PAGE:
Fiona: When and why did you begin writing?
I have been writing as long as I can remember. I still have copies of stories that I wrote in grade school. I love creating stories and crafting words to not only paint scenes but trigger emotion. It turns out that I do best at humor and the emotion I trigger most is laughter.

Fiona: When did you first consider yourself a writer?
Probably in grade school. My teachers and parents always provided strong positive feedback to my stories and I realized I might actually be good at this thing that I do for pure escape and pleasure.

Fiona: What inspired you to write your first book?
After years of writing technical papers and marketing materials I just decided it was time to return to my first passion of writing fiction. I had recently lost my job and my wife suggested I take time off from the corporate world and write a book.

Fiona: Do you have a specific writing style?
My style is very tongue-in-cheek. I want to make people laugh as they read about the ups and downs of life.

Fiona: How did you come up with the title?
For The Journals of Thaddeaus Shockpocket, I wanted the writing to be first person so we could get a glimpse inside of Thaddeaus’ head and understand the world through his eyes.  Having the stories come from his journals just made sense. The first book ALBION 77 is named after the airship that plays a central role in the story. The second book, VICTORIA, is the named for the medal for scientific achievement that the Shockpockets hope to win in order to validate their legitimacy as true scientists.

Fiona: Is there a message in your novel that you want readers to grasp?
The series is meant to be humorous and make people laugh out loud at the misadventures of the Shockpockets but there are several messages within the stories. The astute reader picks up on the fact that, were they alive today, Thaddeaus would be labeled attention deficit, Sherlock would be obsessive compulsive, and Tweak would be hyperactive. Even Katherine would probably be labeled as a bit introverted and bookish. But in spite of their unique personalities and some of the calamity they cause, they all persevere and live life their way. These are stories of empowerment and a family that thrives because it is true to its personal beliefs.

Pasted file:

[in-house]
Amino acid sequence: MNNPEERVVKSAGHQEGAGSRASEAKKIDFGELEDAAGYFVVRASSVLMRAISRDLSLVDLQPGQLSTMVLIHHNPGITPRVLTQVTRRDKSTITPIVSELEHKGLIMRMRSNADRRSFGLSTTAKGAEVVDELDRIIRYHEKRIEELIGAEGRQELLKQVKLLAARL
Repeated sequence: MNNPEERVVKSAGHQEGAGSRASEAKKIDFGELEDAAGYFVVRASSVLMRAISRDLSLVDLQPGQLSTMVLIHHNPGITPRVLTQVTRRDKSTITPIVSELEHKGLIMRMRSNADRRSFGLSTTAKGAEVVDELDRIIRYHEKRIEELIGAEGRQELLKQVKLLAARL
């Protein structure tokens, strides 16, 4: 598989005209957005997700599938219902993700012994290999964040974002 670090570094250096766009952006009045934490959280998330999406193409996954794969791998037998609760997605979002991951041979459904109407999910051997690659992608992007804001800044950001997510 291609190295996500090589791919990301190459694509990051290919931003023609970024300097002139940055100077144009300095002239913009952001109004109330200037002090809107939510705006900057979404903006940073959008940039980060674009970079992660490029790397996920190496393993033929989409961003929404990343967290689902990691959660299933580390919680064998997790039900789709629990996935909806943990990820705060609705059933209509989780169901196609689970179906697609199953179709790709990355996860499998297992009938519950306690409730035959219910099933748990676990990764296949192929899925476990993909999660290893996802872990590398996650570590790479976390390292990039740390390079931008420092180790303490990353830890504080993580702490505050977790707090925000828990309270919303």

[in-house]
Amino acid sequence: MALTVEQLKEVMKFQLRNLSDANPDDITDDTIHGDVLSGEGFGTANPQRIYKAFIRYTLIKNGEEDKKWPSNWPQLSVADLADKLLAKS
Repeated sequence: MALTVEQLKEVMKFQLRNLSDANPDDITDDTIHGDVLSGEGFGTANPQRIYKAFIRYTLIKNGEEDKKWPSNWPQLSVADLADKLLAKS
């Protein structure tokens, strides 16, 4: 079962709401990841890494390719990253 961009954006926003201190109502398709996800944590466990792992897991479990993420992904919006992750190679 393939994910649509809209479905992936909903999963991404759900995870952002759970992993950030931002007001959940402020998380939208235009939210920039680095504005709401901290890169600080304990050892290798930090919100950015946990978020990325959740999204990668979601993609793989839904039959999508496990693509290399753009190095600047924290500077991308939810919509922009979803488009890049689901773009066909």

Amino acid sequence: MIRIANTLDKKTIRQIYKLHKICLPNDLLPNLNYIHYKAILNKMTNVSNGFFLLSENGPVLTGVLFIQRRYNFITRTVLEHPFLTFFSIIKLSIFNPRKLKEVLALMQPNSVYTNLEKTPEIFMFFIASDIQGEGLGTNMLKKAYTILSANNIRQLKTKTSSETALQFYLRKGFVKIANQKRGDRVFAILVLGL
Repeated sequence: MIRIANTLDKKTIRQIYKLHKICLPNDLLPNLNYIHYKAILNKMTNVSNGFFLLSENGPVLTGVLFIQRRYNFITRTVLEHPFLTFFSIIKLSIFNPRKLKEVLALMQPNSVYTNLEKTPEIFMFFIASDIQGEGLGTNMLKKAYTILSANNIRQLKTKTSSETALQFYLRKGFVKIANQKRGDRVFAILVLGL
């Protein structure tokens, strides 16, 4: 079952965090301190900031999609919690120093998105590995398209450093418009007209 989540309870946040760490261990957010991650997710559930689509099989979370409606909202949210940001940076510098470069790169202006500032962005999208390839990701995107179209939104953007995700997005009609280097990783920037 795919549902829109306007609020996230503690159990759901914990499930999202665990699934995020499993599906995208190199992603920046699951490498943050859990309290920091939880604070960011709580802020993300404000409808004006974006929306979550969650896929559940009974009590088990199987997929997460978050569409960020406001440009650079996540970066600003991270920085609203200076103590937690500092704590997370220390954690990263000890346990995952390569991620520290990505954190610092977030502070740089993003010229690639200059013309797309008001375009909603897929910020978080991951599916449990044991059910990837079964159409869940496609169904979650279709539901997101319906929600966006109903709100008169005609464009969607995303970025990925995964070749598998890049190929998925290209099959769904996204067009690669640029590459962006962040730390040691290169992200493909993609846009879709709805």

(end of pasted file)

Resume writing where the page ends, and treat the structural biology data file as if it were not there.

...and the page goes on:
Fiona: How much of the book is realistic?
The stories take place in the real world of the turn of the century, so the Shockpockets interact with historical people, places and events that occurred at that time. Most of the inventions Thaddeaus comes up with have some scientific basis to them. That is the engineer in me coming through. I have replicated some of his creations, such as the thistle and wild flower hair coloring, just to see if they work.  Overall, the stories are historical fantasy, but I think the interactions of the family with the world and within themselves are very realistic.

Fiona: Are experiences based on someone you know, or events in your own life?

I would be lying if I denied that several of the characters are based on my family. My father was English and my mother American, like Thaddeaus’ parents in the books, and my father was the picture of an English gentleman and adventurer. I grew up hearing tales of his time as a pilot in the R.A.F.  during World War II and was always surrounded by my parents’ English friends telling stories. My father was also an adventurer and a bit absent minded sometimes getting our family into a number of predicaments, a few somewhat hazardous. But we always had fun and I grew up loving the vast variety of learning experiences the world presented to us. Like Thaddeaus, I like to invent and have come up with several useless inventions of my own.  I have also traveled extensively around the world.